Well why is that? It’s no mystery how people find new music, and there’s plenty of ways to do so: word of mouth, recommendations from family, friends and colleagues, the radio, TV, magazines, support acts at gigs, all-day gigs/festivals, open mic nights and other showcases, film and video game soundtracks… and that’s just offline. Musicians can certainly optimise their presence online via other alternatives to search: music forums for chatter or Twitter and Facebook (and MySpace, once upon a time…) to broadcast news and attempt to win new fans. But a few things recently have got me thinking. Is there a future for music and online search? Is there a way musicians can optimise themselves in order to be found by searchers? I certainly don’t condone or recommend any of them, but here are a few thoughts I had…

Track/band/album/label name optimisation?

Recently, I’ve been trying to get my music onto Spotify. Supposedly it’s in the process of getting added within the next few weeks, so every few days I do a vanity search to see if it’s on there. There’s already another Steve Morgan on there, whose most popular song on there by quite some margin is called “Ballad for Forest Gump,” which I’m assuming most people have come across when searching for “Forest Gump.” Notice the misspelling as well: a search for “Forrest Gump” brings up a much bigger list, including the official soundtrack, but drop an “r” and the searcher is only presented with a total of eight tracks. Incidentally, I have no idea if Steve #2 has intentionally misspelt the name, or whether it was a typo when it was uploaded, but I bet it’s been found more as “Forest” than it would’ve done as “Forrest.”

Forrest vs. Forest Gump

Admittedly, the searcher was looking for something else, but who hasn’t fallen in love with a band or musician they’ve stumbled across by complete accident? Who knows, maybe my namesake has won a fan or two this way, people who have listened to that one track and then the rest of the album.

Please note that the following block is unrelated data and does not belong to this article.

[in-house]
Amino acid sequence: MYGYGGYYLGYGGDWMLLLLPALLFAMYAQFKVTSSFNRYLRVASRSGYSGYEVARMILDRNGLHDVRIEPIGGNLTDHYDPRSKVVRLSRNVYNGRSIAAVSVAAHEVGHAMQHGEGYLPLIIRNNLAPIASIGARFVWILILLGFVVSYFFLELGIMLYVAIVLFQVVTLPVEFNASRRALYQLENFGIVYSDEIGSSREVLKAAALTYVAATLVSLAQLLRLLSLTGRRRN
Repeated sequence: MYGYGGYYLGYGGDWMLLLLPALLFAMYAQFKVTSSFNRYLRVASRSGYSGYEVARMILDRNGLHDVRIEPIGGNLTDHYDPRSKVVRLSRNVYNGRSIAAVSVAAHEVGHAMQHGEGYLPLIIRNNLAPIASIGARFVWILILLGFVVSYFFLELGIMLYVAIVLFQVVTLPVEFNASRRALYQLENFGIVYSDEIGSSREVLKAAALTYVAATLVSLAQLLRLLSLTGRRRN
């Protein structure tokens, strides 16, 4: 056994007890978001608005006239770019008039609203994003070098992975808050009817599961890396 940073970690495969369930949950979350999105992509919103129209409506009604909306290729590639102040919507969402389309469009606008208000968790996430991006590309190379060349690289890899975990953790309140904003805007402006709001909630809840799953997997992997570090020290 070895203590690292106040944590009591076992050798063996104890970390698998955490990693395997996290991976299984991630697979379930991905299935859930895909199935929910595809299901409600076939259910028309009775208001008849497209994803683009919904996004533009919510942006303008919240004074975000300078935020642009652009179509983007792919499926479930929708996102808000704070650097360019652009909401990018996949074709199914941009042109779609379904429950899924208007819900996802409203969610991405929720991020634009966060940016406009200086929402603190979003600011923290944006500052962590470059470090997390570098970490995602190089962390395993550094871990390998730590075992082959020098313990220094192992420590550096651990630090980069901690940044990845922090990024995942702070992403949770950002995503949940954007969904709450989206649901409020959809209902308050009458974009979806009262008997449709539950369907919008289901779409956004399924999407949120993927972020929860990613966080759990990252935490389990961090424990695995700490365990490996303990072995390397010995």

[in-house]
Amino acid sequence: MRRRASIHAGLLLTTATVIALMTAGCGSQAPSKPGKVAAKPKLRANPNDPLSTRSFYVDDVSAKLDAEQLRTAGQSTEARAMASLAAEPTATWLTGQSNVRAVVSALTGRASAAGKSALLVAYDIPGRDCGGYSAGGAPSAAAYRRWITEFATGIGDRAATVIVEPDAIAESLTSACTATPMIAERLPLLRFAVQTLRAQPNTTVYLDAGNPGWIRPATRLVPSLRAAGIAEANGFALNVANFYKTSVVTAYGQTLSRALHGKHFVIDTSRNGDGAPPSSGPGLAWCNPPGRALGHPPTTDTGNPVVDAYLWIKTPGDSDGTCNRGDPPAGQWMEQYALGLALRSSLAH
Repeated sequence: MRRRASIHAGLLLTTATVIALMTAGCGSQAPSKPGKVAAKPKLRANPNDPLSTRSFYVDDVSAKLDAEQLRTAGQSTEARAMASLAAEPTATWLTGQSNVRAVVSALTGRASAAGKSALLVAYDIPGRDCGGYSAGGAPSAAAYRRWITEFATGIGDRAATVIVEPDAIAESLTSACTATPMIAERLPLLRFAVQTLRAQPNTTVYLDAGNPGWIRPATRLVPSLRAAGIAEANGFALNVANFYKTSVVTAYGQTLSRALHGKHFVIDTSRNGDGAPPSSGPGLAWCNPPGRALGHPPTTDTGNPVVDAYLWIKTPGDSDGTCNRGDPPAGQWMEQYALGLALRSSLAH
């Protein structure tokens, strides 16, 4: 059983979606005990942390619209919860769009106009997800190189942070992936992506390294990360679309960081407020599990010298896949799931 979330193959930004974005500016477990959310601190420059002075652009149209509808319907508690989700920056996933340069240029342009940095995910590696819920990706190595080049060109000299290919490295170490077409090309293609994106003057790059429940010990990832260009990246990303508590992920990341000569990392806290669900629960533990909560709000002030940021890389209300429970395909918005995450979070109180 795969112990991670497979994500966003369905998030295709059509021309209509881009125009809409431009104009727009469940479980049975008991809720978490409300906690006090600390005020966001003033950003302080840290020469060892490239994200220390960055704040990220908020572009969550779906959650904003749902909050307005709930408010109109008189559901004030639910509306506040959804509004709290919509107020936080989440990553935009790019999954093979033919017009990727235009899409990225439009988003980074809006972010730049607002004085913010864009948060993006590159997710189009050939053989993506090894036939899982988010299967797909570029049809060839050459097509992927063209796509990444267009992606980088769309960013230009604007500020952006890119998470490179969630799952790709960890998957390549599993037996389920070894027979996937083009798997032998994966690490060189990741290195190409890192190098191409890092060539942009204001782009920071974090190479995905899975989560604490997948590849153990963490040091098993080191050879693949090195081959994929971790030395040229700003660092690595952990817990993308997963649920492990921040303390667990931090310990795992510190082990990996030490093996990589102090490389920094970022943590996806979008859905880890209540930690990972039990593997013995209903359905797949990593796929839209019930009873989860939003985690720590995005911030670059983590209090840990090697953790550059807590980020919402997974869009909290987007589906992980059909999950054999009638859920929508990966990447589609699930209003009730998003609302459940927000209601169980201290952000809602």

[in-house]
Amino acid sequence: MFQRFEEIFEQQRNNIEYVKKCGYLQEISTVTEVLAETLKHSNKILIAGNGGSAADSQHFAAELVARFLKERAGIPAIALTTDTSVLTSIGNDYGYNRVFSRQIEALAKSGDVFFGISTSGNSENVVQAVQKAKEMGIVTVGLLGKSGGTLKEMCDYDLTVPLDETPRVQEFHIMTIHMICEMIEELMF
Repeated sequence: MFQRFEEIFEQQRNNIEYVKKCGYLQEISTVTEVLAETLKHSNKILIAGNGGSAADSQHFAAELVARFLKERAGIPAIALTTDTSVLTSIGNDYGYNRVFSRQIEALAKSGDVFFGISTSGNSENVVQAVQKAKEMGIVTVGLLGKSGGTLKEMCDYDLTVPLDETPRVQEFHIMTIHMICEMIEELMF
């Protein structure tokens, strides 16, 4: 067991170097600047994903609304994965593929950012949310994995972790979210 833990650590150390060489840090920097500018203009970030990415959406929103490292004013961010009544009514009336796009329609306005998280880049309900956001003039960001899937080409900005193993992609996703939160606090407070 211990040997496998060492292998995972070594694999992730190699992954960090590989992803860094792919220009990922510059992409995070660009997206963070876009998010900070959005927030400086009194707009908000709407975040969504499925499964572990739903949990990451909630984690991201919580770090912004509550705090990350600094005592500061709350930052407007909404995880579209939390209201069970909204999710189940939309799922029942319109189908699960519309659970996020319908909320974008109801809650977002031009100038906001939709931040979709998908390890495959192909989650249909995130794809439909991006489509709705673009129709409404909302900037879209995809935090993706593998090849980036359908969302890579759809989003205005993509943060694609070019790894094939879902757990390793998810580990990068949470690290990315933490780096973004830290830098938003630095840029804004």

Alternatively, what about those who don’t optimise enough? I’m guilty of this firsthand. When I released my second EP, I included a live cover of the traditional Irish song “Whiskey In The Jar.” What did I label the song as? “Whiskey (Live).” I’m a big Jane’s Addiction fan, who once covered “Sympathy For The Devil” but just called their version “Sympathy,” so I did something similar. Of course this wasn’t a particularly smart move on my part, because people looking for “Whiskey In The Jar” would never find my version, even though it is that song. The interesting thing as well is the spelling of “Whiskey,” as it can be spelt with or without the “e.” The spellings generally differ depending on where you live, but I wouldn’t be surprised if some people have considered one variation over the other depending on its accessibility and popularity more than its geographical preference. They’d certainly think about it in the business world, so why not in the music industry?

It doesn’t just end with track names, either. What’s stopping someone calling their band something that somebody might be looking for? Or their albums? Have any record labels ever tried it?

Lyrics “optimisation”?